The idea for Remembering Paris is vignettes. Rather than a continuing story, I’m presenting little tastes of my memories of visiting Paris. And as Hemingway said so eloquently ‘if the reader prefers this book may be regarded as fiction.’ Of course all this happened years ago, and while these vignettes feel as though they are tattooed on my brain, there’s a very good chance I am Remembering Paris through rose-coloured glasses.
On paper, staying in Phillippe’s apartment was a crazy idea. What on earth was I thinking; taking up the option to stay, with my new husband, in an apartment belonging to my ex-lover? My French ex-lover. That does make it seem terribly romantic and a little dangereux. It had certainly seemed pretty intense at the time but we’d had a holiday fling, really. I was young and…there’s no other word for it, broken, and he was going through a messy divorce and a – lot – older than me. My mum would have had a fit.
Admittedly, that week in Paris had been…fun, but I lived on the other side of the world. Sure, I’d toyed with the idea of moving to Paris (doesn’t everyone?) but meeting the man who would later become my husband kind of put that idea out of my head. He knew all about my French ex (oh it does sound so romantic when you put it like that…) but my very sensible hubby has the opinion that ‘what happens in Paris really should stay in Paris.’ He didn’t really care to meet the guy but was very happy to have two weeks’ free accommodation in Paris.
When I met Phillippe, we had both been going through heavy emotional trauma and after I went home to the opposite side of the planet, we had been there for each other, via fax and letters at least, while we were both trying to sort ourselves out. I tried to help him be a good single dad, he tried to stop me drinking so much. He was a great dad and so kind to me, but I was a hot mess. It isn’t too much of a stretch to say that I broke his heart when I told him I’d met someone. I really thought it would be nice to stay friends. (We didn’t. After a disastrous meal a few months after this stay in Paris, we realised that we all needed a bit of space, for, like, ever.)
But before it all turned to shit, we would be staying in Paris with his daughter Grace to show us the sights. Paris like an insider! Everyone’s dream!
Grace had been out to stay with us at the beach and was looking forward to sharing her Paris with us, especially with my new husband who had never been there before. Phillipe and Daisy, his new partner, would be away for two weeks avoiding any unnecessary awkwardness.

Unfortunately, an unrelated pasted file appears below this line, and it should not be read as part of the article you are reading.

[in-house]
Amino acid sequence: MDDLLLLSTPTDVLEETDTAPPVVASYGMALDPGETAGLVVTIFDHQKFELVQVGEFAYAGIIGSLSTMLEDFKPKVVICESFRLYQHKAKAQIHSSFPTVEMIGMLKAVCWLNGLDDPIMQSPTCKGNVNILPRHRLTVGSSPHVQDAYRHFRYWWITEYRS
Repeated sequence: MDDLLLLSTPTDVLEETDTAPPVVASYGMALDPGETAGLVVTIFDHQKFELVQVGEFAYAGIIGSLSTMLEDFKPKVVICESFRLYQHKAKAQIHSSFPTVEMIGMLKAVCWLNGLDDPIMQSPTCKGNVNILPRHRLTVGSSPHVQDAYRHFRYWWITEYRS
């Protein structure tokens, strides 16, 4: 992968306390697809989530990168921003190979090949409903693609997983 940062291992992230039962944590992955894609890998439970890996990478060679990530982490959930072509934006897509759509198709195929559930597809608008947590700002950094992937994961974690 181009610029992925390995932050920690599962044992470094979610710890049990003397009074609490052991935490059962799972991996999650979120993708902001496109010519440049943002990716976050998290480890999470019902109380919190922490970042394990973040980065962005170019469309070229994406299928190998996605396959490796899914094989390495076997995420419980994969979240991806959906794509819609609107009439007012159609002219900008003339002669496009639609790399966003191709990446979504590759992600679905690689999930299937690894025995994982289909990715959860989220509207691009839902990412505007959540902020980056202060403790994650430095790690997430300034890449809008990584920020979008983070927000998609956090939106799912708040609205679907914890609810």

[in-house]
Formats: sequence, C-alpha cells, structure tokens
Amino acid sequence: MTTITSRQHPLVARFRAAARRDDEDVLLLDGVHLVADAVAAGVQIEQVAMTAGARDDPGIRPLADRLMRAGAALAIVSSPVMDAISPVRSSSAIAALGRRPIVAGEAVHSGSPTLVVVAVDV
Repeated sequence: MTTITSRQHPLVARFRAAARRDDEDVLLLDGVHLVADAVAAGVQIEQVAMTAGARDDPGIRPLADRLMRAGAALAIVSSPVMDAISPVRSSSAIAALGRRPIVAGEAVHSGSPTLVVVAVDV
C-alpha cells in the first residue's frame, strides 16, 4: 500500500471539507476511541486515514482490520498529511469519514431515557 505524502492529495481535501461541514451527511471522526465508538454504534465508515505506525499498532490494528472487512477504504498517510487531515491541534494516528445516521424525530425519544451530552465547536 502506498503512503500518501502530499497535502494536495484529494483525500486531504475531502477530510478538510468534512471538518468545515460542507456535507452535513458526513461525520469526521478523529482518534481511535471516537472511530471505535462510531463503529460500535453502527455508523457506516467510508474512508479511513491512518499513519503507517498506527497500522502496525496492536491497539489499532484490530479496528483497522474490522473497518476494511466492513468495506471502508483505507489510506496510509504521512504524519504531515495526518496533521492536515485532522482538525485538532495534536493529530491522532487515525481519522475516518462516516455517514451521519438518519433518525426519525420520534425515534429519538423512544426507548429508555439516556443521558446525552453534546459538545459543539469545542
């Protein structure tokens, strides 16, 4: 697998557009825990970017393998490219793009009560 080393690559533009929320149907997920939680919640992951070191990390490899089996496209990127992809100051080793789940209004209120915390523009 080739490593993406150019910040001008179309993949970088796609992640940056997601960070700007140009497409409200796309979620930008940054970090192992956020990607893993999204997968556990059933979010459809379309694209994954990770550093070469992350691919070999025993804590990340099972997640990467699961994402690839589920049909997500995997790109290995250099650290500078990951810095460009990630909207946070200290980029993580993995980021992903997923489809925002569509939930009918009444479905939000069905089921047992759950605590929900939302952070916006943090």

On her visit to stay with us, she’d asked me straight out ‘did you break my parents up?’ I was mortified at the time and probably responded with something like “God, no, she’d already left with her Personal Trainer.” Or Tennis coach. Or whatever. But to be honest, I didn’t really know. I had simply believed him when he said she’d left, like so many people do. I was so gullible I would have fallen for anything to be honest. Yes, I did wonder about the sequence of events, but all those years later, I didn’t care enough to ask. It was just so much water under the Pont Neuf.
Catching the coach from London had been another great idea. I had flown between London and Paris previously and while the tunnel had been a bit claustrophobic it was nice to step off the bus into the historic centre and not have to negotiate the airport. It was the beginning of April and the new leaves were filling out the Horse Chestnut trees. We left the coach near Montmartre shouldering our packs through afternoon commuter traffic on the Metro.
We heard Grace before we saw her; ‘my friends!’ she hollered. So much for Parisienne chic. She was running towards us and launched herself at me, enveloping me in a hug and kissing my face three times.
My Australian sister,’ she said, tears running down her face.
As we followed her lead back to the apartment, she excitedly pointed out the local sights including the boulangerie that would provide our morning croissants and the cave that had the best wines. The following day was market day in the tiny square near the Metro, she said. We could buy bananas. She had remembered that they were my husband’s favourite fruit.
We were so happy to arrive at the apartment. It was in a quiet street that came alive twice a week for the local market. It was technically outside Paris but was really just a few extra Metro stops from the Louvre. Perfect.
Grace had prepared an amazing afternoon tea for us, complete with a tasting plate of cheeses supplied by her father. We tasted our first fromage de chevre or goat’s cheese, some of the creamiest Brie I’ve ever eaten and a blue cheese that smelled ungodly but tasted divine. We sat and drank wine and talked until late, taking in the view over the rooftops to the distant Eiffel Tower. Not such a crazy idea after all.
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